Merrill’s Fourth Amendment argument was thus thrown out, because

It is not a Fourth Amendment violation to seize computers in order to take them to a secure location to search for the materials for which there is probable cause.

Merrill’s arguments that the Xand data storage facility raid warrant was overbroad were the same as his arguments that the TelexFree office raid was the same.

Having already found probably cause to grant the office raid warrant, the same was found with respect to the Xand warrant.

Finally with respect to Merrill’s personal email account, he claimed the warrant issued was again  “overbroad and lacking in particularity”.

Merrill argues that the warrant was unconstitutionally un-particularized because it did not include a date restriction in the first step of the search process, in which Comcast was to create an electronic duplicate of Merrill’s entire email account.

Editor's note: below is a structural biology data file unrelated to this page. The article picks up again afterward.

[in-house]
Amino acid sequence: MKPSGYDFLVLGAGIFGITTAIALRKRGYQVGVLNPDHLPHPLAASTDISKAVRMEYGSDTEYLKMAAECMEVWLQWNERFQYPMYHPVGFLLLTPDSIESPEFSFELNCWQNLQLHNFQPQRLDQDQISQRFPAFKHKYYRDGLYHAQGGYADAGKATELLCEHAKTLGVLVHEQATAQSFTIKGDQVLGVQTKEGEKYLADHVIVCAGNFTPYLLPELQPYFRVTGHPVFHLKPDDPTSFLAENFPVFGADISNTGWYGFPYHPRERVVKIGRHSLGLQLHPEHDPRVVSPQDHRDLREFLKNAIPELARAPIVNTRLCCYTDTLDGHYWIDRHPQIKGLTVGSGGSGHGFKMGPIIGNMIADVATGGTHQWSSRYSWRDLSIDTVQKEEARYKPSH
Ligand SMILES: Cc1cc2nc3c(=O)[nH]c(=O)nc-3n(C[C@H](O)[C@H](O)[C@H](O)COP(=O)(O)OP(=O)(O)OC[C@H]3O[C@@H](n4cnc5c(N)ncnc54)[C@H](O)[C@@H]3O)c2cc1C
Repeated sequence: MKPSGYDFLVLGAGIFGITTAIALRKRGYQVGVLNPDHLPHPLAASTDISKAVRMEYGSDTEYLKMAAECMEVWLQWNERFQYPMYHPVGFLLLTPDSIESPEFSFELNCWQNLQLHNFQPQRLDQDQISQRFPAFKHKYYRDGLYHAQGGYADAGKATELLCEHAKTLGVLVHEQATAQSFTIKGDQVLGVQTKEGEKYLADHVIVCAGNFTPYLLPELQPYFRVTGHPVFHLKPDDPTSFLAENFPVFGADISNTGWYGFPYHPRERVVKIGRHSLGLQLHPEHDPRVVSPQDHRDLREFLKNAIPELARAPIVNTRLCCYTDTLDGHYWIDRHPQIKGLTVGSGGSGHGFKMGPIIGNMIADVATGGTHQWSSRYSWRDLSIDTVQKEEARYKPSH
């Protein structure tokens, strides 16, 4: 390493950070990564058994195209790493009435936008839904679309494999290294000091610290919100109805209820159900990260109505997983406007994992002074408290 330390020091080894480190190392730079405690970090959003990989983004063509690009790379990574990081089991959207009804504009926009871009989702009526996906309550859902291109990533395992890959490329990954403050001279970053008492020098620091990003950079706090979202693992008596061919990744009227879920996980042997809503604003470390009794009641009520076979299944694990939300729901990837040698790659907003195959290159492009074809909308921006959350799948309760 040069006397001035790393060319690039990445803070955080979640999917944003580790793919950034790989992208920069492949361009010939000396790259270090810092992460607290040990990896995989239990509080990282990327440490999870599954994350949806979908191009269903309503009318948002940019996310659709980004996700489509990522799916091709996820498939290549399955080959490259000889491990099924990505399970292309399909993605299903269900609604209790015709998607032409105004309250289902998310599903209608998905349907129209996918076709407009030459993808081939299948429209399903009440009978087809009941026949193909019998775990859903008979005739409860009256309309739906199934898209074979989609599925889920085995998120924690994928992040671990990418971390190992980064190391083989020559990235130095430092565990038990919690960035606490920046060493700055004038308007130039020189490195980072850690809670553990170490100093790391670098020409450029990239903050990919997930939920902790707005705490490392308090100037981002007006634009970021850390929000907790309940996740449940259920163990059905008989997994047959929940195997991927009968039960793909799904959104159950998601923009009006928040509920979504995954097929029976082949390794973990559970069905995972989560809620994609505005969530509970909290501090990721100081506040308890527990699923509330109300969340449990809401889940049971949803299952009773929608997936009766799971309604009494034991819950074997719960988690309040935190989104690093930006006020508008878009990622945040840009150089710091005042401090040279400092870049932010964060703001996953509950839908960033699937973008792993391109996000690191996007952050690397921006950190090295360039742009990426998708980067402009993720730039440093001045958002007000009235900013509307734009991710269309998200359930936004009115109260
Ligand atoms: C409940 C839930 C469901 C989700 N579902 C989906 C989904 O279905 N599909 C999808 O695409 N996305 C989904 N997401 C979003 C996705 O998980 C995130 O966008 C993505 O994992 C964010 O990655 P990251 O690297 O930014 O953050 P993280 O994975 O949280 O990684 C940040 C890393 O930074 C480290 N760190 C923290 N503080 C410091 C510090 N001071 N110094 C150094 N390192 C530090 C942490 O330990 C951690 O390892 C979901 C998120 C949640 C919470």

Merrill asserts that probable cause existed only as far back as 2012, and that the government could have easily limited the scope of the seizure
by restricting its request.

Judge Hillman disagreed, finding

that the two-step process set forth in the warrant to search Merrill’s email
account was consistent with federal law and did not violate the Fourth Amendment.

Merrill’s motion to suppress the evidence seized pursuant to the warrant to search his personal email account will be denied.

One concession Merril was granted however pertained to email evidence collected that postdated his arrest.

The government concedes that the search of the post-arrest material was “potentially problematic” because the supporting affidavit did not
contain allegations of post-arrest activities such as hiding evidence or attempting to cover up the alleged conspiracy.

The government has agreed not to use at trial any materials in Comcast’s production that postdate Merrill’s arrest.

Seeing as Merrill would have to be bonkers to have further incriminated himself after he was arrested via email, I don’t see this as an issue with respect to the DOJ’s case against him.

All in all I’m seeing Judge Hillman’s order as a preview of what’s to come at Merrill’s trial.

The DOJ have a strong case against him and it’s probably going to be another Paul Burks trial.

Merrill is currently scheduled to go on trial on October 24th. Stay tuned…


Footnote: Our thanks to Don@ASDUpdates for providing a copy of Judge Hillman’s Memorandum (filed August 31st).